The mad square: modernity in German art 1910–37
Amidst an era of chaos came an explosion of creativity – edgy, provocative, yet utterly compelling
This is the first exhibition in Australia to look in-depth at the turbulent time of the Weimar Republic when, following the catastrophe of World War I and in a period of intense crisis, Germany entered an extraordinary era of creative artistic fervour.
The mad square exhibition, organised by the Art Gallery of New South Wales with loans from museums and private collections from around the world, opens in Sydney 6 August 2011, and tours to the National Gallery of Victoria, Melbourne, in November.
Berlin, 100 years ago, is the starting point for the exhibition. The thriving cosmopolitan metropolis provided new subject matter and new audiences for radically modern art forms. Over two decades Germany became a centre for international avant-garde artists who were attracted to the culture of Weimar Germany.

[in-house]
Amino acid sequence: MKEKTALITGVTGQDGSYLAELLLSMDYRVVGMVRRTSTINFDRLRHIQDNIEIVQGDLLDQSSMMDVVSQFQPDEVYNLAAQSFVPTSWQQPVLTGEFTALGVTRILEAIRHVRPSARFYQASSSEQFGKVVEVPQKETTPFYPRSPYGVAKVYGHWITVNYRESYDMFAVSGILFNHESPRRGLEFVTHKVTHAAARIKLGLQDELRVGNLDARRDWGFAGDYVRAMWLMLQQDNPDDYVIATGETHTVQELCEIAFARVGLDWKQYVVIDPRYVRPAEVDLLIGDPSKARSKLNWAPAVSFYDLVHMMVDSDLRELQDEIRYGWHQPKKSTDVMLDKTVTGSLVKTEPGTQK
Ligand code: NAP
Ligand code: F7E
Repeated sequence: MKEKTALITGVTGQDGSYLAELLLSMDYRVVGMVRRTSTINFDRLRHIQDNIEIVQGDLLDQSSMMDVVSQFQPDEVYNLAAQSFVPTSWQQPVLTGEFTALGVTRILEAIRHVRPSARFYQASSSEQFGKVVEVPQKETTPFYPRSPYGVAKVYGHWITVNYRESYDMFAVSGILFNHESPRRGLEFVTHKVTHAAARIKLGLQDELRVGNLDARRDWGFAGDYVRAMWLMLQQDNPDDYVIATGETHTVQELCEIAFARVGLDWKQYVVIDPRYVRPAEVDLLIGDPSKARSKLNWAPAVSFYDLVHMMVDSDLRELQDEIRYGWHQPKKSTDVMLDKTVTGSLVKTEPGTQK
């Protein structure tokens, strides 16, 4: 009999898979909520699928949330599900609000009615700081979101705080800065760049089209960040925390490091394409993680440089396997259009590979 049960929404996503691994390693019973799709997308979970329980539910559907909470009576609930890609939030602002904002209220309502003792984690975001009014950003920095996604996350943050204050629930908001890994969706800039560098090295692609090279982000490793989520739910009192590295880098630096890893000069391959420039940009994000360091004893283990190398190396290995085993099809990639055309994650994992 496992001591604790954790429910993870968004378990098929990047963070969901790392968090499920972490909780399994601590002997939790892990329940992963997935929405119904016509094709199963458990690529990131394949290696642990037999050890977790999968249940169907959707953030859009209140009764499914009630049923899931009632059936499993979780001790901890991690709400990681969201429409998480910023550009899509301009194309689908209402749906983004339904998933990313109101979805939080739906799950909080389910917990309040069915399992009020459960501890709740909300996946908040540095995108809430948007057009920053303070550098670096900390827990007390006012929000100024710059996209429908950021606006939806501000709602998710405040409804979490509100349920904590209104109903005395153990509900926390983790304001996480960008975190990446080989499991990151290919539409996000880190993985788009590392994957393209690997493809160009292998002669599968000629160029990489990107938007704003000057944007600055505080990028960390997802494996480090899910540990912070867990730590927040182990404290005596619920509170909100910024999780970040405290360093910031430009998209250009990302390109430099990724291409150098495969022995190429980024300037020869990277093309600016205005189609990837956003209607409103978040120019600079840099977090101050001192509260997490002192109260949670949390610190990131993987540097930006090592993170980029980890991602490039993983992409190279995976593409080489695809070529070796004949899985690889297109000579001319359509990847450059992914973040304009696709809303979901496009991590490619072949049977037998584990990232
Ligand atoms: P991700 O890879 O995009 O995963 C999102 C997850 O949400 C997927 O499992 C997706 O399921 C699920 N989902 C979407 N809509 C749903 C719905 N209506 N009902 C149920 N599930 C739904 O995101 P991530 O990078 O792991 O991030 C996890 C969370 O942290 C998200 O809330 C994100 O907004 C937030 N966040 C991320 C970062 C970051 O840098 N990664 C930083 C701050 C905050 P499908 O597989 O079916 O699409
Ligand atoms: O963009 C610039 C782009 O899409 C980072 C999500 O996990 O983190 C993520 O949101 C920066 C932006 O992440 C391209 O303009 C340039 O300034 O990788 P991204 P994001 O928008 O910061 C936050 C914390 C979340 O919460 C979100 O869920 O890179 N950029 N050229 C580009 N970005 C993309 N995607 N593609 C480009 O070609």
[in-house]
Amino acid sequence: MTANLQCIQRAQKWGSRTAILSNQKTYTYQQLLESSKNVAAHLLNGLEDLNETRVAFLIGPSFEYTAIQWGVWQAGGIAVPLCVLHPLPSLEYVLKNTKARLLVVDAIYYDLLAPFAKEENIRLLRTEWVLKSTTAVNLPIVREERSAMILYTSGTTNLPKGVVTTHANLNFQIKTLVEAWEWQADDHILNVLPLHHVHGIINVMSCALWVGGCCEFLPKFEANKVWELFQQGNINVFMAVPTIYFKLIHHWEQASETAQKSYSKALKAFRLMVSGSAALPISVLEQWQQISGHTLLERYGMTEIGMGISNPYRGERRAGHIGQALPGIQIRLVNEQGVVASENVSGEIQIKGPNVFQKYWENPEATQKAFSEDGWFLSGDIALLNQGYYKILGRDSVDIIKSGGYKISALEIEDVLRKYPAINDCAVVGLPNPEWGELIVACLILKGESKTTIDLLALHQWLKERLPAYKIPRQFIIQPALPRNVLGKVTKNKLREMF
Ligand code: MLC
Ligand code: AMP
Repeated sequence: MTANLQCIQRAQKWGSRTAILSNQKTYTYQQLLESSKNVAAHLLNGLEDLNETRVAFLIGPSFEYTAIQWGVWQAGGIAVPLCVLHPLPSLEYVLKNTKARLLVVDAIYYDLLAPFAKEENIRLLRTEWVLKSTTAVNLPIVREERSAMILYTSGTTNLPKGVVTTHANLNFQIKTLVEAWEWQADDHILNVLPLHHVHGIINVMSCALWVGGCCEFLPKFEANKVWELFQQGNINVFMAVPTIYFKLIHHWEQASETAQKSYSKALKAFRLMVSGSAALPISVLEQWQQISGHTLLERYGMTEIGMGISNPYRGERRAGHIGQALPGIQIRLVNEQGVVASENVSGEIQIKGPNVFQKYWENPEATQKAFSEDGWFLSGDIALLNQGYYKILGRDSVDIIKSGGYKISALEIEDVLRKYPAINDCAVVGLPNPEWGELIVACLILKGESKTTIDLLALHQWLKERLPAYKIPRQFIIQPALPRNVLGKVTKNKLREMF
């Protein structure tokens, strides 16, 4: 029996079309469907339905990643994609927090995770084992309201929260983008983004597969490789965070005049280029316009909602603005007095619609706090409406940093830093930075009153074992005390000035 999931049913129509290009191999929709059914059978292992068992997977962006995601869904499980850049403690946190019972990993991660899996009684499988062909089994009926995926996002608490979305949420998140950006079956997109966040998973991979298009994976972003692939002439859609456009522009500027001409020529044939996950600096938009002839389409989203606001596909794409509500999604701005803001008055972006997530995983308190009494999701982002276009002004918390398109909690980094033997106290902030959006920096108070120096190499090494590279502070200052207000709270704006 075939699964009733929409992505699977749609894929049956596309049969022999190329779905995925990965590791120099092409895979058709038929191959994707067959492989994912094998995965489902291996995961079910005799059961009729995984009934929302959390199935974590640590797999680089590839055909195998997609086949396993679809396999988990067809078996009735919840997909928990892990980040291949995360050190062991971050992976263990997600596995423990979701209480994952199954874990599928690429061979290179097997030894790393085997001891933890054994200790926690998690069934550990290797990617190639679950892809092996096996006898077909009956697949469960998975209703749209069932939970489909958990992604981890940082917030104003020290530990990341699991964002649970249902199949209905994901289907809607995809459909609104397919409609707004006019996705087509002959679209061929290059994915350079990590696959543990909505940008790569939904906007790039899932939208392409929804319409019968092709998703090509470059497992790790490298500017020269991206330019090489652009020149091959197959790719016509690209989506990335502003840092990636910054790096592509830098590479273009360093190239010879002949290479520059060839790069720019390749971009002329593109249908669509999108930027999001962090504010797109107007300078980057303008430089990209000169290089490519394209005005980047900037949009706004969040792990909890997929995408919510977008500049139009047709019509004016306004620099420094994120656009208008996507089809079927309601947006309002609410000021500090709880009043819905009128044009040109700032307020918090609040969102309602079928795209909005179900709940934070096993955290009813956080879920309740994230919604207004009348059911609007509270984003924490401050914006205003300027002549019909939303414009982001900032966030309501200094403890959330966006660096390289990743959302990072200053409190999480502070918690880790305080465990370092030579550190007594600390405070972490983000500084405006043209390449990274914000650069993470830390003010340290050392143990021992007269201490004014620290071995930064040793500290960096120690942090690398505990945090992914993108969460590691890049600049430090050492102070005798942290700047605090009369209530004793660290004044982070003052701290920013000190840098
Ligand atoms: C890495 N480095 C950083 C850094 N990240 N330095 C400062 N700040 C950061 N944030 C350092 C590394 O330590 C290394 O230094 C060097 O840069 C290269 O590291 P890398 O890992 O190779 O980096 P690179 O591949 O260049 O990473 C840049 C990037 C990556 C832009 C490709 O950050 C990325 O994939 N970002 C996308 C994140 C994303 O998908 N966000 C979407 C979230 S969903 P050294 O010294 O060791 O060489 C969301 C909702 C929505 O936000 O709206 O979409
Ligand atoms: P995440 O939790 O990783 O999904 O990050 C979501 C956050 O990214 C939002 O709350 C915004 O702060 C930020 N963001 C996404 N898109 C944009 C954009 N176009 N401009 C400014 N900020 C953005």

Through over 200 works by leading artists of the period – including Max Beckmann, Otto Dix, George Grosz, John Heartfield, Hannah Höch, Karl Hubbuch, Ernst Ludwig Kirchner, Käthe Kollwitz, László Moholy-Nagy, August Sander, Christian Schad, Rudolf Schlichter and Kurt Schwitters – The mad square reveals the intensely original art forms both of this time and the fascinating and complex ways in which artists responded to the forces of modernity.
During this unprecedented moment in history, avant-garde movements – Expressionism, Dada, Bauhaus, Constructivism and New Objectivity – blossomed and were linked by artists’ shared interest in radical experimentation across all areas of the visual arts, including painting, sculpture, graphic art, decorative arts and design, photography and film.
In conjunction with The mad square, a series of programs focussing on Weimar culture and Berlin in the 1920s – covering theatre, music, cabaret, exhibitions and other events – will be held around Sydney. Organisations include Sydney Theatre Company, Sydney Symphony, Sydney College of the Arts, and Museum of Sydney.